Of such feelings about a beloved, one might quietly reflect that, “I’m so glad I didn’t die before I met you.”

Bright Eyes: First Day of My Life

The Times of Harvey Milk: A Documentary Portrait

Before there was this year’s Academy Awards celebrated Milk, there was the widely acclaimed The Times of Harvey Milk, which won the Academy Award for Best Documentary Feature Film in 1984, and was awarded The Special Jury Prize at the Sundance Film Festival, among other awards. The documentary chronicles the political career of Harvey Milk, who was San Francisco’s first openly gay elected Board Supervisor. The film, at times humorous, at times nostalgic, and at other times quite tragic, tells the story of Harvey Milk’s rise to political power and emergence as a symbol of gay political achievement.

The Times of Harvey Milk documents through assembled historic film clips the tumultuous story of Milk’s grass-roots political organizing and election, through the shocking murders and their repercussions. It takes the film’s viewers along with the eloquent candle-light memorial joined by tens of thousands of San Franciscans on the evening of the assassinations, to the scenes of angry crowds who stormed San Francisco’s City Hall in the aftermath of the lenient sentence that Dan White received at his murder trial.

This Academy Award-winning documentary feature film depicts not only Harvey Milk himself, but also the political and social milieu of the era in which he lived. From this perspective, the film continues to have significant relevance for our nation today, standing as a classic portrait of communities and cultural values in severe conflict. The film was produced subsequent to Harvey Milk’s death using archival footage, so that Milk is credited posthumously as the lead actor. Other politicians, including San Francisco’s then-mayor George Moscone (who was assassinated along with Milk) and Moscone’s successor and now United States Senator Dianne Feinstein, also appear in the archival footage. Also featured in the film is then-schoolteacher Tom Ammiano, who has been a member of the San Francisco Board of Supervisors since 1994, and was elected to the California State Assembly. The film’s outstanding narration is provided by the acclaimed stage and screen actor Harvey Fierstein, who at that time had just achieved great success with his own Tony Award-winning Broadway play Torch Song Trilogy.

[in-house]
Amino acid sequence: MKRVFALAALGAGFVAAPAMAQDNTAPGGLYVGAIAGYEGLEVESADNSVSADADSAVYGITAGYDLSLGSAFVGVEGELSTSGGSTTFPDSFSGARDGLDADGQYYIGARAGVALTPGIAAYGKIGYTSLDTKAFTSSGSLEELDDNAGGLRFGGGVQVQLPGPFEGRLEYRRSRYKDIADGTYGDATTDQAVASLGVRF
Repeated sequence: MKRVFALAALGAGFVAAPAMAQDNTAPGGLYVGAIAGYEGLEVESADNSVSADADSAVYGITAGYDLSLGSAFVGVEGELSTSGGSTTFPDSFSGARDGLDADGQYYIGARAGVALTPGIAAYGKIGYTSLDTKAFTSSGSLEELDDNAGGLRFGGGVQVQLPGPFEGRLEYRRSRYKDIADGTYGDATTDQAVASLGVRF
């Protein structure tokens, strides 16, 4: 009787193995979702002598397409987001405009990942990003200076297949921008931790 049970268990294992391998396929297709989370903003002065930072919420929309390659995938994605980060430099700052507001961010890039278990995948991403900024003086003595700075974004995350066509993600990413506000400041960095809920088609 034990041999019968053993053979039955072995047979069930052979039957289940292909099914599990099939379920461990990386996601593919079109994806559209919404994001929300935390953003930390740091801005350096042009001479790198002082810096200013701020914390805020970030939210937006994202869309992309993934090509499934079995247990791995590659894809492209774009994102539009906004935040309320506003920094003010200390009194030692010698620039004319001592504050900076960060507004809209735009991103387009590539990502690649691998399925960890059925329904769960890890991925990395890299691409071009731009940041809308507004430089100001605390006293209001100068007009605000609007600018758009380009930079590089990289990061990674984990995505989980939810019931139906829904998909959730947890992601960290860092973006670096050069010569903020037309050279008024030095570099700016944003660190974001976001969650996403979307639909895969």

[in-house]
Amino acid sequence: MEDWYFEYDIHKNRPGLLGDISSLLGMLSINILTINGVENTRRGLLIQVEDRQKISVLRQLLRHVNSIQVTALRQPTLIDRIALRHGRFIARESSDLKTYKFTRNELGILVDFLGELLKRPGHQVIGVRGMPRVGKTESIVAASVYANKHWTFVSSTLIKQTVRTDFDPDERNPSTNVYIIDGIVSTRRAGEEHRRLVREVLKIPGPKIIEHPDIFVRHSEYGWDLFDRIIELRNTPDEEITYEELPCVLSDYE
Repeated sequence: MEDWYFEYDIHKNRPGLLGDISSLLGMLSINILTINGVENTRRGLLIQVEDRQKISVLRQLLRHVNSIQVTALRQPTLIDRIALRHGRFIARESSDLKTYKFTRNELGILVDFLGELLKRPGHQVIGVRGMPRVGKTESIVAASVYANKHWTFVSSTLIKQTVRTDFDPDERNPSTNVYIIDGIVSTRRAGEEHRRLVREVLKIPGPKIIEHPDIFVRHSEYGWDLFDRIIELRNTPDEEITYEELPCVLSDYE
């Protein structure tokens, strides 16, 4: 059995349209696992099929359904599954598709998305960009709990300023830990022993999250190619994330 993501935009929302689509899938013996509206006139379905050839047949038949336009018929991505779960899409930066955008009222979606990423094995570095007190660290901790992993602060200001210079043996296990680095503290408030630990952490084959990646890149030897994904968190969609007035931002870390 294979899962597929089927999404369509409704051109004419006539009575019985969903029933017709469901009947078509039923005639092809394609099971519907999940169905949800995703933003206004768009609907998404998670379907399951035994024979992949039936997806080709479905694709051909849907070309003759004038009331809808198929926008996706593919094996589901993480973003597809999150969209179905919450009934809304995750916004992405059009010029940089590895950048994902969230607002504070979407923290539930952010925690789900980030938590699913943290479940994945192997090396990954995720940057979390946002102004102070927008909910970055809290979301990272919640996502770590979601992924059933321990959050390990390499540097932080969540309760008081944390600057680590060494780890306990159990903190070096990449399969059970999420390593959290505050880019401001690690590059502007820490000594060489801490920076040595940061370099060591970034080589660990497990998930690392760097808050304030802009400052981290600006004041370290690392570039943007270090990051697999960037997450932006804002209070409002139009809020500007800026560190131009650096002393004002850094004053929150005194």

The Times of Harvey Milk: The Full Version of the Documentary

Slide Show:The Life and Times of Harvey Milk

(Please Click on Image Above to View Slide Show)

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Lady Gaga at The National Equality March: “This is the Biggest Moment of My Career!”

Lady Gaga at The National Equality March: “This is the Biggest Moment of My Career!”

If you thought it was going to be a long time before you ever witnessed Lady Gaga make a grandly gay appearance on the C-Span television network, well you’ll just have to think again!  Our Lady Gaga of the Immaculate Penis spoke before thousands in attendance at The National Equality March on Washington today.  And there were two very memorable parts: first, when they placed a riser behind the podium for her to stand on and speak, and second, when she wooed the audience with a Judy Garland joke.  Reminders: Obama makes Lady Gaga joke, Gaga makes Judy Garland joke.  Oh yes…America, the Beautiful!!

Lady Gaga at The National Equality March: “This is the Biggest Moment of My Career!”